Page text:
American Civil Liberties Union (ACLU) has just filed charges against social media giant Facebook. The reason ACLU filed charges against Facebook is due to alleged job ads that were discriminatory in nature. According to ACLU, these job ads only appeared to men which breaches the Civil Rights Act. The complaint claimed that Facebook allowed 10 employers to run these discriminatory job ads on its platform including a police department and a software developer. Giving us more details about the incident, ACLU pointed out that these ads were set to exclude women and “non-binary” users.
According to a detailed report by The Verge, ACLU wants Facebook to be held accountable for creating tools that allow employers to create such discriminatory ads on the platform. The report pointed out that the complaint is currently being filed with the federal agency by the name the United States Equal Employment Opportunity Commission. This commission is responsible for looking at charges related to discrimination in the workplace. ACLU is filing the charges while representing three women who claim that they were victims of discrimination. The report also pointed out that ACLU “hopes to cover ‘millions’ of women” on Facebook that were not able to see the job ads.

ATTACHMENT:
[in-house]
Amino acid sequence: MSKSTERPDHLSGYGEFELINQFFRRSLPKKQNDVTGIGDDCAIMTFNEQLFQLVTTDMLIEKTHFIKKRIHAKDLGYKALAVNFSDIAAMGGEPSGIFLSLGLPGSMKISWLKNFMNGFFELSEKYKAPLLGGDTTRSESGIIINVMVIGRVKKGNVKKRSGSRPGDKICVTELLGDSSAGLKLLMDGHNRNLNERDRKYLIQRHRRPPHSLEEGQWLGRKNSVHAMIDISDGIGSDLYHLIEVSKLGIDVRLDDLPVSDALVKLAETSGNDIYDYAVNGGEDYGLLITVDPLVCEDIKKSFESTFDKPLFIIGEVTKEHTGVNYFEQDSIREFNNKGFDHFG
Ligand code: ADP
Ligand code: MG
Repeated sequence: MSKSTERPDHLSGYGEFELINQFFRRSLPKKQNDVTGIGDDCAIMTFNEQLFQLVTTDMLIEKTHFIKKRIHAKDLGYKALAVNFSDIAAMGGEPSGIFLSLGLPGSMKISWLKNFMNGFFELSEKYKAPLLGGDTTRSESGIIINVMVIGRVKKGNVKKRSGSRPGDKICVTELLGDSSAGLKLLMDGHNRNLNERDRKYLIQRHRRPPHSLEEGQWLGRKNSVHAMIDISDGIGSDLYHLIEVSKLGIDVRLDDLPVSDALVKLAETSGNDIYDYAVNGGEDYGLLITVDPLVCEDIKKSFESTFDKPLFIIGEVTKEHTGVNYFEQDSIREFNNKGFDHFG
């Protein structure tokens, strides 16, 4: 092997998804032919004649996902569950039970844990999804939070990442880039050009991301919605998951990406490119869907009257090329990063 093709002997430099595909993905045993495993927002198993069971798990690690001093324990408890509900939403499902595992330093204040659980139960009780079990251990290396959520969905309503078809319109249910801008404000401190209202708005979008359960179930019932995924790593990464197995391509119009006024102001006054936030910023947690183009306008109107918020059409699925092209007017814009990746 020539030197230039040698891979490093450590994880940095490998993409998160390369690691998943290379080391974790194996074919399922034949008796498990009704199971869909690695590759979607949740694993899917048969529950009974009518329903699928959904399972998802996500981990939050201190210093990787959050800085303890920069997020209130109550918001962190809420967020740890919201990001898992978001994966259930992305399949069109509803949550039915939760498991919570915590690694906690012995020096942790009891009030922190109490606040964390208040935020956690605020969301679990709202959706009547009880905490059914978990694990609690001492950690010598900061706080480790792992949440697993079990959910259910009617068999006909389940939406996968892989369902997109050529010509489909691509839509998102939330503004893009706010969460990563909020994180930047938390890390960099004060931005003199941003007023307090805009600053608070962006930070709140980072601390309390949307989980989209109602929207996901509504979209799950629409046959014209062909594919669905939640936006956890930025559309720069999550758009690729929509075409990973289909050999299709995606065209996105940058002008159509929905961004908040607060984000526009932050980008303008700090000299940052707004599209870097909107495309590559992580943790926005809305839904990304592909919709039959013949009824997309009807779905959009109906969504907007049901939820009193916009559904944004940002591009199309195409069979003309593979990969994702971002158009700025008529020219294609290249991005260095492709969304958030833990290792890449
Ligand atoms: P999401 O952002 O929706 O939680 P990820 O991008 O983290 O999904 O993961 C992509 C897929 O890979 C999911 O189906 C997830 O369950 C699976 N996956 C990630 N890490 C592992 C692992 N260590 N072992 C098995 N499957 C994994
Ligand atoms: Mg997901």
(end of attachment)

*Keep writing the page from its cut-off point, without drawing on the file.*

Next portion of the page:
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ACLU also noted that gender-based discrimination was not the only thing here as “some employers” also aimed job ads based on the age which is illegal. According to the report, Joe Osborne, a spokesperson for Facebook issued a statement adding that such discrimination based on gender and age is “strictly prohibited”.
Facebook pointed out that it has worked to strengthen its systems in the last one year to protect against such misuse. The company added that it is currently reviewing the complaint. It is worth noting that this is not the first time that Facebook has come under fire for discriminatory ads on its platform.
Earlier, the company was investigated for allowing housing ads on the platform that excluded Facebook users based on their race and other factors. This moved the company to remove 5,000 categories that allowed advertisers to create ads excluding users based on religious, and ethnic minority groups.